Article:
The Interreg-experiment mainly focuses on developing new methods to study protein structures.
– It may take a long time to develop this protein crystal host system that we are working on. It may be that this system can be applied even better in different areas like material science. We still hope to make a contribution to understand the structure of some proteins that could not be crystalized yet. A lot of diseases are related to malfunction of proteins. Hopefully many diseases can be solved through learning more about the protein structure.
Janina´s overall research projects includes experts from Lund University, MAX IV and USA. She explains that the international team is important because the partners have complementary skills that they put into the project.
– Due to the cross-border set up between Lund University and MAX IV I was able to get input on the crystallography part of our project and advices how to conduct and evaluate the experiments. I also get insights into the status of the BioMAX beamline at MAX IV and can follow the process.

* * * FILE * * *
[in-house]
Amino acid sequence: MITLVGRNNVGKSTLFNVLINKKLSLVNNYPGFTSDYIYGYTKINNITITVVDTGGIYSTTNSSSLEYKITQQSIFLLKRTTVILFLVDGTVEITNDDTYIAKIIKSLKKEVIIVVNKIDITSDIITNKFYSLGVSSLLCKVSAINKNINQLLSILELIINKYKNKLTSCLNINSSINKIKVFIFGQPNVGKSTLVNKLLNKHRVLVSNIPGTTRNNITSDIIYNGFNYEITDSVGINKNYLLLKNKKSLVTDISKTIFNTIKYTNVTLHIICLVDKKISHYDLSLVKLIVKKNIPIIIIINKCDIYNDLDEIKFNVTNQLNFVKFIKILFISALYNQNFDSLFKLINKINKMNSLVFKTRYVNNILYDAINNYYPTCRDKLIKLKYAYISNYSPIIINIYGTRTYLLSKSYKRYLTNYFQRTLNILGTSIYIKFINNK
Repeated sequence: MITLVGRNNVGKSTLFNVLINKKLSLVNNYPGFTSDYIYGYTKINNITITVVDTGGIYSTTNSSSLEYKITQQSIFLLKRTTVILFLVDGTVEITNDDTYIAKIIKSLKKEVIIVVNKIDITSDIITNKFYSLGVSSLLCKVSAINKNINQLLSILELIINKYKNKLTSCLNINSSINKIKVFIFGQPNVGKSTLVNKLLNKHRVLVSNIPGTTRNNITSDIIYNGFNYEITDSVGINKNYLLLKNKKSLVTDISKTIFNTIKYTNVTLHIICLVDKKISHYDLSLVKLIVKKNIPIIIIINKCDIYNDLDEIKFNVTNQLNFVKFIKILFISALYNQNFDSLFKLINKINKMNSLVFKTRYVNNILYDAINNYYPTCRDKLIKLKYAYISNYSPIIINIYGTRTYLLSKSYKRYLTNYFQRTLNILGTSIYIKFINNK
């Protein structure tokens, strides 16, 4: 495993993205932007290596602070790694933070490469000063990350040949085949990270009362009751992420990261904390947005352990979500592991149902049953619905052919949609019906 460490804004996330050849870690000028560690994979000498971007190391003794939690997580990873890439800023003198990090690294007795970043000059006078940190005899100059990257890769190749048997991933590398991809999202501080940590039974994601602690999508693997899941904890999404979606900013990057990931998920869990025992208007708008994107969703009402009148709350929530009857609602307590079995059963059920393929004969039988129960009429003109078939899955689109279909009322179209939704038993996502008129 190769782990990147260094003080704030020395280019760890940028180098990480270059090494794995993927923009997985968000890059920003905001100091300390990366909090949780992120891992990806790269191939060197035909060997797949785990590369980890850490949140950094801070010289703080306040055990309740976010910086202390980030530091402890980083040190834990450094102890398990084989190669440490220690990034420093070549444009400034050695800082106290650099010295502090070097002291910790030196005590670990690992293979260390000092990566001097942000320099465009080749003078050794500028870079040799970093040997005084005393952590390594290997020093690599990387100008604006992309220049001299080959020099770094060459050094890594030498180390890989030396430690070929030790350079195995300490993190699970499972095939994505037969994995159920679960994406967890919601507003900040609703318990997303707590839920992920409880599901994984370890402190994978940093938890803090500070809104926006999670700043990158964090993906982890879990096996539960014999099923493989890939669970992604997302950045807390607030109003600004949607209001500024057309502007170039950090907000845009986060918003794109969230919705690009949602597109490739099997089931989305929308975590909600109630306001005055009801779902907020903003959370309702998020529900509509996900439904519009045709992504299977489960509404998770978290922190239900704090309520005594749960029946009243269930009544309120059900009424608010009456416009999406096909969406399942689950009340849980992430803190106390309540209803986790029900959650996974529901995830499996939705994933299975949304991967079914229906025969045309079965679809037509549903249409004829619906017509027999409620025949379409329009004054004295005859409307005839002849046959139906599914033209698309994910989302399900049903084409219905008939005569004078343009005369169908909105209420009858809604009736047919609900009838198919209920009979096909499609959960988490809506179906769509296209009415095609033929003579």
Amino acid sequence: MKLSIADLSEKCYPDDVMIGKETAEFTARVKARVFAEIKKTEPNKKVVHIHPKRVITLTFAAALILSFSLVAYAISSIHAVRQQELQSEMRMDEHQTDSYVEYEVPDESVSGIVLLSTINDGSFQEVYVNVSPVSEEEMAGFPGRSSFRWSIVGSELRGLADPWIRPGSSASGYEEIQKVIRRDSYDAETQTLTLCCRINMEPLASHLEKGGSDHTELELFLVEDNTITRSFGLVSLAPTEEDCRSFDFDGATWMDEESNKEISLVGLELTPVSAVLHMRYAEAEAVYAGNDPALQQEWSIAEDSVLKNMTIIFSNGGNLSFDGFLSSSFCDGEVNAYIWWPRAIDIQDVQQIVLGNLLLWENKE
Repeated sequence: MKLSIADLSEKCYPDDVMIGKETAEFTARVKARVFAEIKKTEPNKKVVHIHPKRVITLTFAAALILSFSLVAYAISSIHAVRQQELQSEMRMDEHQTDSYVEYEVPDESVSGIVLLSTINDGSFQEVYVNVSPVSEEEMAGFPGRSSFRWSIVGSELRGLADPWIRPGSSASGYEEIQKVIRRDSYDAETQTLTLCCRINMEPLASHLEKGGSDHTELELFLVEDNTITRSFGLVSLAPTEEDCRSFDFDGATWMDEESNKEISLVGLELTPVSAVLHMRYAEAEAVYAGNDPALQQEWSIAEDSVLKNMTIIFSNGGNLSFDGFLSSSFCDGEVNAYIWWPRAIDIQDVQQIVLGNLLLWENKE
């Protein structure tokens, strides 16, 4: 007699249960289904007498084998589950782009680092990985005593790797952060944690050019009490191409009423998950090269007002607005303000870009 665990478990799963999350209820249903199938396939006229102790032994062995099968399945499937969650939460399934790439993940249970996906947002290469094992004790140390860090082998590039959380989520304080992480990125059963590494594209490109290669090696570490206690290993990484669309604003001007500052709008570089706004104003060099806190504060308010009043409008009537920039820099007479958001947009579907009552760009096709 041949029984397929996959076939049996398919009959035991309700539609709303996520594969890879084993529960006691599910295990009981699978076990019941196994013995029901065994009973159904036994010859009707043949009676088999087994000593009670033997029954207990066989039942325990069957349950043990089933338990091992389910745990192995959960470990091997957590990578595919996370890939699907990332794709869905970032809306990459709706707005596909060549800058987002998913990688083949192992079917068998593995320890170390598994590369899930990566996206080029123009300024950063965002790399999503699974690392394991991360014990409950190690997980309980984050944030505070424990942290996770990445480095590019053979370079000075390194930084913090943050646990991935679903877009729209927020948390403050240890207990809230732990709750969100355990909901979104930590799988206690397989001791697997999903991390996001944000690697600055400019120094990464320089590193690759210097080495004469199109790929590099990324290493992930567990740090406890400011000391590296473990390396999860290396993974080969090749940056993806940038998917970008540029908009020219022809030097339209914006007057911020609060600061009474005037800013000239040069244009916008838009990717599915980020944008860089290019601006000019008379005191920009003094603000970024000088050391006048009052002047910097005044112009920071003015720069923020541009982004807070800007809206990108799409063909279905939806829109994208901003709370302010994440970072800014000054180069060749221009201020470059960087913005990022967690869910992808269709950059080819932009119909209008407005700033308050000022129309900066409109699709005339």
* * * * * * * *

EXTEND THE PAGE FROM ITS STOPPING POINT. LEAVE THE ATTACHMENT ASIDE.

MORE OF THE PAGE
Janina participated in the annual MAX4ESSFUN meeting and the “Synchrotron and Neutron Scattering” Interreg workshop in October 2016. She thinks these kinds of activities are very valuable.
– The scattering workshop and the annual meeting gave me the possibility to gain expert input from different fields. Since my project is interdisciplinary it is otherwise difficult to get that kind of feedback and discussions. Also I managed to get in contact with a group in Copenhagen with similar interests which opens new possibilities of funding in the future.
Interview: Kristina Sandberg Hrbinic
Young researcher: Janina Sprenger
Experiment: Trapped in the crystal: Towards a new method to obtain structural information of small proteins through X-ray crystallography
Experiment period: 2016-03-01 – 2016-08-31
Supervisor: Sara Snogerup Linse, Lund University
Co-supervisor: Marjolein Thunnissen, MAX IV